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Welcome to the Westside church’s special Monday Morning Coffee podcast with Mark Roberts. Mark is a disciple, a husband, father and grand dad, as well as a certified coffee geek, fan of CS Lewis’ writings and he loves his big red Jeep. He’s also the preacher for Westside church.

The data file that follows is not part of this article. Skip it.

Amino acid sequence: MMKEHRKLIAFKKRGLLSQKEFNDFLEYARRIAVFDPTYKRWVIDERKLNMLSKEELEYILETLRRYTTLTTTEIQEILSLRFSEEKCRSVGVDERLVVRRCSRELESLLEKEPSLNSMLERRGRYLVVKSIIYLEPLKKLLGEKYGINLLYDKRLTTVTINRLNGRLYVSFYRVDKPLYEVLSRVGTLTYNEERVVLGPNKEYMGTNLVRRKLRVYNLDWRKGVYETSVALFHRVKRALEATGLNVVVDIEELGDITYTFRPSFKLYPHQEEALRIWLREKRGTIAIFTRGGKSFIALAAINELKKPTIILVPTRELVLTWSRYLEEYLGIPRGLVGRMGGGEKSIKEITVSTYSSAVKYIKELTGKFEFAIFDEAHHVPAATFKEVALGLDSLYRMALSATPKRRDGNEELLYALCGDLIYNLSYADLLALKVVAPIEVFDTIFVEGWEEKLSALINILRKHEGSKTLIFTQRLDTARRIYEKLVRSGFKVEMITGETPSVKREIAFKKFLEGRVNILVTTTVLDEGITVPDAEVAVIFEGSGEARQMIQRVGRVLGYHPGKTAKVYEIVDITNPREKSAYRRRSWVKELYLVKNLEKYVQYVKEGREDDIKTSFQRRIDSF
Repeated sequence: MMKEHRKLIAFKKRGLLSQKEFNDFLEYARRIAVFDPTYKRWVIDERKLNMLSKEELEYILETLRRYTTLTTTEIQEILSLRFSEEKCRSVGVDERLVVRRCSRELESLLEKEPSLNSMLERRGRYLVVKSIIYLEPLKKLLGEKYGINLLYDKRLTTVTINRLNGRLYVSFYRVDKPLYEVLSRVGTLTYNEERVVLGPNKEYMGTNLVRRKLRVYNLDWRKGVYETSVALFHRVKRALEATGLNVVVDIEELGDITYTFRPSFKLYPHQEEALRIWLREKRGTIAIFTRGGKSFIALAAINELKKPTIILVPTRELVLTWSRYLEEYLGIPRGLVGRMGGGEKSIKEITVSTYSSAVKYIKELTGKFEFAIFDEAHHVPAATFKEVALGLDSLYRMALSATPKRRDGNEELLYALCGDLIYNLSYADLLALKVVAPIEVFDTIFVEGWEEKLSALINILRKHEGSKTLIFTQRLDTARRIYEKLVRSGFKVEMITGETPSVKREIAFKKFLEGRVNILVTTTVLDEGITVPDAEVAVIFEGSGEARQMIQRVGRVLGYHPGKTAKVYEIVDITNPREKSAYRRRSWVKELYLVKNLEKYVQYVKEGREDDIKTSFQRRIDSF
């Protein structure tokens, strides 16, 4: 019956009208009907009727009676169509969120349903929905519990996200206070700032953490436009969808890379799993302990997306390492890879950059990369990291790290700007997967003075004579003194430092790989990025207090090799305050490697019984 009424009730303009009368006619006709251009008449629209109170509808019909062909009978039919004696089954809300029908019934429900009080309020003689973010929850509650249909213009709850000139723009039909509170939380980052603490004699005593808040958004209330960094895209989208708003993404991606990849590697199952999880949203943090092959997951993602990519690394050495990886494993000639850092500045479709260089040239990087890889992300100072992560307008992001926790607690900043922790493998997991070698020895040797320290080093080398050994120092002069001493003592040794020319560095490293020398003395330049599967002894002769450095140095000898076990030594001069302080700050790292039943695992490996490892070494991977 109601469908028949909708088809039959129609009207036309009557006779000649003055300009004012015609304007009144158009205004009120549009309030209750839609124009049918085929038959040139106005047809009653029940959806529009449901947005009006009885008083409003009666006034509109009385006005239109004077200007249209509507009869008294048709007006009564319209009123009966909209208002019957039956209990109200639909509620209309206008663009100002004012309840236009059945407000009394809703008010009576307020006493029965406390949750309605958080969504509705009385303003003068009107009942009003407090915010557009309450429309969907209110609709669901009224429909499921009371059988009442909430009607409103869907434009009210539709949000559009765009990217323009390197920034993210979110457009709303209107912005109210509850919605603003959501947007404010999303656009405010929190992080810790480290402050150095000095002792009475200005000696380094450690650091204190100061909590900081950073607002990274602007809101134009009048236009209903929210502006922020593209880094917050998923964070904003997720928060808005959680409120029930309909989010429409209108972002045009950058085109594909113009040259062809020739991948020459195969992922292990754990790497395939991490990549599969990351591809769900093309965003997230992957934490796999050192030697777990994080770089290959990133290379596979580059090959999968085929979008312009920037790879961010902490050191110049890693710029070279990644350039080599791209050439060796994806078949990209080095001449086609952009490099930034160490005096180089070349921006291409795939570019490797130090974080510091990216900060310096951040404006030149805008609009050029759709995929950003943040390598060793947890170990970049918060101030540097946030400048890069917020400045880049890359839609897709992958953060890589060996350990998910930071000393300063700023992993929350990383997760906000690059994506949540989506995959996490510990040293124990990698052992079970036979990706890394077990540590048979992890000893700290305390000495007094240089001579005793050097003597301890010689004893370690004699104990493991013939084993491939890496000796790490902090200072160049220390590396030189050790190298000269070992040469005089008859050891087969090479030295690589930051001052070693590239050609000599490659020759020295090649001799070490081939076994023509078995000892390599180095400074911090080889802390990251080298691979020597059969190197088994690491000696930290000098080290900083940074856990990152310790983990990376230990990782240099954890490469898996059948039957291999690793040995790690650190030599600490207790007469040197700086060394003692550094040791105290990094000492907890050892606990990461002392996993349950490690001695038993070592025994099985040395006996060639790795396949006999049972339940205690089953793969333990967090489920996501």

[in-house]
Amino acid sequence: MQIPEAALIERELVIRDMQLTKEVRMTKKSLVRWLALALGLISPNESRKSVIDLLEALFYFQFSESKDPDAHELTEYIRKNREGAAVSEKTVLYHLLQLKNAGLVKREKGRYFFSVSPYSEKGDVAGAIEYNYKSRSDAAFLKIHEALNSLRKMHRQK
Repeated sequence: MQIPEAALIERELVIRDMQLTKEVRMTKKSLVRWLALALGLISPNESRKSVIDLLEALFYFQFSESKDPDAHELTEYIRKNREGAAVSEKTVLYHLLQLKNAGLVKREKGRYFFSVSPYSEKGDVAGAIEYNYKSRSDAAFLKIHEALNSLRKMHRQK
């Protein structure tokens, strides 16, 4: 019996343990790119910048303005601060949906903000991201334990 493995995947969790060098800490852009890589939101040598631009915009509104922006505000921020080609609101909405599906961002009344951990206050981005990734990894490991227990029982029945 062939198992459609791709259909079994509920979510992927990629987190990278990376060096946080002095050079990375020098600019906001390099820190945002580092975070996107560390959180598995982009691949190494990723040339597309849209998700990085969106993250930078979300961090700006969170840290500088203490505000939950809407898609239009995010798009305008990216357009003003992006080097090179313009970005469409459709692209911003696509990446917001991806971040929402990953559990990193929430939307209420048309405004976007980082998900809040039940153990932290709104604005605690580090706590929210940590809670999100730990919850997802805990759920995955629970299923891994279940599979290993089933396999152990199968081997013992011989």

Hello, and welcome to the Westside churches special Monday Morning Coffee podcast on this podcast, our preacher Mark Roberts will help you get your week started right. With look back at yesterday's sermon so that we can think through it further and better work the applications into our daily lives. Mark will then look forward into this week's Bible reading so that we can know what to expect and watch for. And, he may have some extra bonus thoughts from time to time. So grab a cup of coffee as we start the week together on Monday Morning Coffee with Mark.Speaker 3: